Until recently I was working a six-days-a-week, stressful job that gobbled up all of my time. If I didn’t do a bunch of Sunday cooking to prepare for the week it was a disaster. My husband and I live in a rural community, the nearest grocery store is 15 minutes away, there is no takeout to fall back on, and the only restaurant nearby is a dud. So, meatballs went into the repertoire along with a roasted chicken and a big pot of rice. I always felt that if I had those three things, some vegetables, and a bag of onions, I could get through a week of meals assembled quickly enough that we wouldn’t find ourselves, hours after we got home, needing to go straight to bed after eating.

That ill-fated morning, I’m not even sure what it was I did wrong or differently. Even with all my experience, every single meatball stuck to the bottom of the pan and burned. I tried lowering the heat. I tried tipping in more olive oil. I deglazed with wine and dumped out the burnt bits. Nothing seemed to unravel my singed path to misery. I stood there, pan smoking, oil spattering, wondering: Why am I messing this up? What did I miss? How can I not know how to do this by now?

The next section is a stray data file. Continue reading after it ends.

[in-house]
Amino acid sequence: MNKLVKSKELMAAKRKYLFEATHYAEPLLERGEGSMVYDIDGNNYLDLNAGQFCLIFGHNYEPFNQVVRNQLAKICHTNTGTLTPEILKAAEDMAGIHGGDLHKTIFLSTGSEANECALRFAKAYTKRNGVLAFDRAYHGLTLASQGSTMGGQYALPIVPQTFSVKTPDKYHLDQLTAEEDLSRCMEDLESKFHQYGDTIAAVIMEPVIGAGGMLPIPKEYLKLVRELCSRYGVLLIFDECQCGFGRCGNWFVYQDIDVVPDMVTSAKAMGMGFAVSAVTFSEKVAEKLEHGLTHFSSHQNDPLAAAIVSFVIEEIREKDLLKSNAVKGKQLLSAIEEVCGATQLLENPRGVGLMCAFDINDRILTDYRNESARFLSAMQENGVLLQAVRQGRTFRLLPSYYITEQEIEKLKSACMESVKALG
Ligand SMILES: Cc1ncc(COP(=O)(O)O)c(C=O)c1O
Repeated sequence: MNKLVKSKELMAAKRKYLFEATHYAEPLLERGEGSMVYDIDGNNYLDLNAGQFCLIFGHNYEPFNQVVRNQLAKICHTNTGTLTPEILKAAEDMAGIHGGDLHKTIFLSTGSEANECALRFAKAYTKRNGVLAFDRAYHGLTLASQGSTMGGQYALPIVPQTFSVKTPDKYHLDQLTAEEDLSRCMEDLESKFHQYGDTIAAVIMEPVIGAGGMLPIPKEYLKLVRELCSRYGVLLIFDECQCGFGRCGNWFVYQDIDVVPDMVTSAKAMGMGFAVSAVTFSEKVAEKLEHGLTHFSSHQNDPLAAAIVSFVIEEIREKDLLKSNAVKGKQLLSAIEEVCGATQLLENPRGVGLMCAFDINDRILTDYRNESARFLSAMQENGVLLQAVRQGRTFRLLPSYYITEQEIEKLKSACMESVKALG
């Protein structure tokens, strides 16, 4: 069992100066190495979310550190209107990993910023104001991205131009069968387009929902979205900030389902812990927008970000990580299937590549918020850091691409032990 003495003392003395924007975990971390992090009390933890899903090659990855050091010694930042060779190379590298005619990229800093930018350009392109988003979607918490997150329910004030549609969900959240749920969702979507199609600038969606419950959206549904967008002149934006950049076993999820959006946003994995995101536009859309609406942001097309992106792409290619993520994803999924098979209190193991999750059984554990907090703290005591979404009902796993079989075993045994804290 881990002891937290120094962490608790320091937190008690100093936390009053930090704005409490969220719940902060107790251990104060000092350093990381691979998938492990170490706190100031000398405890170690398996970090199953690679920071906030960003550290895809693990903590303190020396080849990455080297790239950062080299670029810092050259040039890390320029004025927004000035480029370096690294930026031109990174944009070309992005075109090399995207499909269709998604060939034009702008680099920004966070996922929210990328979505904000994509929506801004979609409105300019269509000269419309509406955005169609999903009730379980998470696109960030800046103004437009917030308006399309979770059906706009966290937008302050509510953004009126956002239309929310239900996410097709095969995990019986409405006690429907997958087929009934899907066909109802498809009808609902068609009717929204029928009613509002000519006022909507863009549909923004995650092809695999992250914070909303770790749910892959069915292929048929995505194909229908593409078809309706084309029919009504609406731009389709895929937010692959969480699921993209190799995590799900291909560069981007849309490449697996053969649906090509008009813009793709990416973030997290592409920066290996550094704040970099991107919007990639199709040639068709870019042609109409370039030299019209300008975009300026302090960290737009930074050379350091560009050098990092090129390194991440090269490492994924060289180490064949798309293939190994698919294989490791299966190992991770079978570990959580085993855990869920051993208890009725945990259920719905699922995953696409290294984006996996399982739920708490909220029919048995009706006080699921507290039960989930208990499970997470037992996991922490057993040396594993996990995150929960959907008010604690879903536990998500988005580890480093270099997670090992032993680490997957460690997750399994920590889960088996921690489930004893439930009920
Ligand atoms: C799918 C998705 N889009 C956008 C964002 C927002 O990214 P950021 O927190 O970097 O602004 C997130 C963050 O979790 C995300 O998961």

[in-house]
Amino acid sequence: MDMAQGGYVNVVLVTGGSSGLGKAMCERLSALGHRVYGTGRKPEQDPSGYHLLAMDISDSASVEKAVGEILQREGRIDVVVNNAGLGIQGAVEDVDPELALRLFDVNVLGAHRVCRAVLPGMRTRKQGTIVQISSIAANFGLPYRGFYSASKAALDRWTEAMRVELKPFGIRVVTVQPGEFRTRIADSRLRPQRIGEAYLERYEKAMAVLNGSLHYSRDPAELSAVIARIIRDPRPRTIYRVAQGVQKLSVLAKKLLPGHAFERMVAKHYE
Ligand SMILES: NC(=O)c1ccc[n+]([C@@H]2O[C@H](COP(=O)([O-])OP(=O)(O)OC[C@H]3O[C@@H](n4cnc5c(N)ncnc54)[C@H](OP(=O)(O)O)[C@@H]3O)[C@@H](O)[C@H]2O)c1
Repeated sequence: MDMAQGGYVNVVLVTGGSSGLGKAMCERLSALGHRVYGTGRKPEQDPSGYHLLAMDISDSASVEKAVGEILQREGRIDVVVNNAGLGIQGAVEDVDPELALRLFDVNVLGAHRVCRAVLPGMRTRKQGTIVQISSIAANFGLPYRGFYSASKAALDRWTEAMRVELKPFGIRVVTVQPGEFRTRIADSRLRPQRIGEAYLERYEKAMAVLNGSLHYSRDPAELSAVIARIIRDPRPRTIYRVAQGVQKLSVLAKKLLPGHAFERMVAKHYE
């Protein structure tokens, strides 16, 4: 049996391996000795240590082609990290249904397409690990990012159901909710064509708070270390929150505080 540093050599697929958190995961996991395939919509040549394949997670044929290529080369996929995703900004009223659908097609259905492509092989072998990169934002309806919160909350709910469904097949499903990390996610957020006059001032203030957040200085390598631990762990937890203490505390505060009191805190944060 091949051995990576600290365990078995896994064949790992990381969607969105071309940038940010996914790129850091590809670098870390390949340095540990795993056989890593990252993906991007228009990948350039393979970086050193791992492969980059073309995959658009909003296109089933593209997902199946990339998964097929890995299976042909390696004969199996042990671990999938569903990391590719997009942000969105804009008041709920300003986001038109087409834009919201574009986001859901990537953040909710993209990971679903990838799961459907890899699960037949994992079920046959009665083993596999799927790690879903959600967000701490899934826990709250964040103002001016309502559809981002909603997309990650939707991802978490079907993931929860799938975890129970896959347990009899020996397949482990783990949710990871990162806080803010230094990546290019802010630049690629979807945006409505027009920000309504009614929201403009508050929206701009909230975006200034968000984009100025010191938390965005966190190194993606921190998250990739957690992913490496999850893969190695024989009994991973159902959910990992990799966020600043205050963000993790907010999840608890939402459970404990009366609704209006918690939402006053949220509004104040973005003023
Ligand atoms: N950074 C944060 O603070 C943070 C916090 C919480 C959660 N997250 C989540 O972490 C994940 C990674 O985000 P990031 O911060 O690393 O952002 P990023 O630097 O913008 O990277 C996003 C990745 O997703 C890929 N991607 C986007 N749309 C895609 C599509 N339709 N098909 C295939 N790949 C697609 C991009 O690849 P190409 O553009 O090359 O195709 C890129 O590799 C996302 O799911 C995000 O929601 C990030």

And then that moment occurred, which every person who has ever lost a loved one might understand: I thought I should call Dorothy for advice, until I realized I couldn’t. Ever again. That’s when I started to cry. Was I just too sad to be cooking? Still grieving, perhaps, or missing a thing I never realized I was missing until it was too late? I felt like the dumbest human on earth. How could I have stood around 936 times when she was making this dish and not once pay attention? I beat myself up about it at that stove. But ever the patient helpmate, always willing to jump in when I’m in over my head, my husband Bob started Googling “meatball tips,” and while I sobbed on my stool next to the stove at 10:30 a.m., he yelled out suggestions from the other side of the kitchen:

  • “This guy here says drop them in simmering water and poach them for a few minutes before frying so they stay intact and round.”
  • “This one says do the whole thing on a sheet pan.”
  • “Roll them in flour before you fry them.”

All of these, I know, are perfectly reasonable approaches, and some I have even tried in other contexts, but what stung that morning is that she never did any of those things. She never had to poach, bread, or bake them: They went straight into the pan, came out crispy and moist, and if you were lucky (or she wasn’t looking), you could occasionally snag one and pop it in your mouth while she finished the rest of the batch. As you chewed inconspicuously, she’d sear the sausages, and then the onions and garlic, deglazing the pan with wine, and all that lovely pork and beef fat and the tomatoes would come together and the sauce would be well on its way.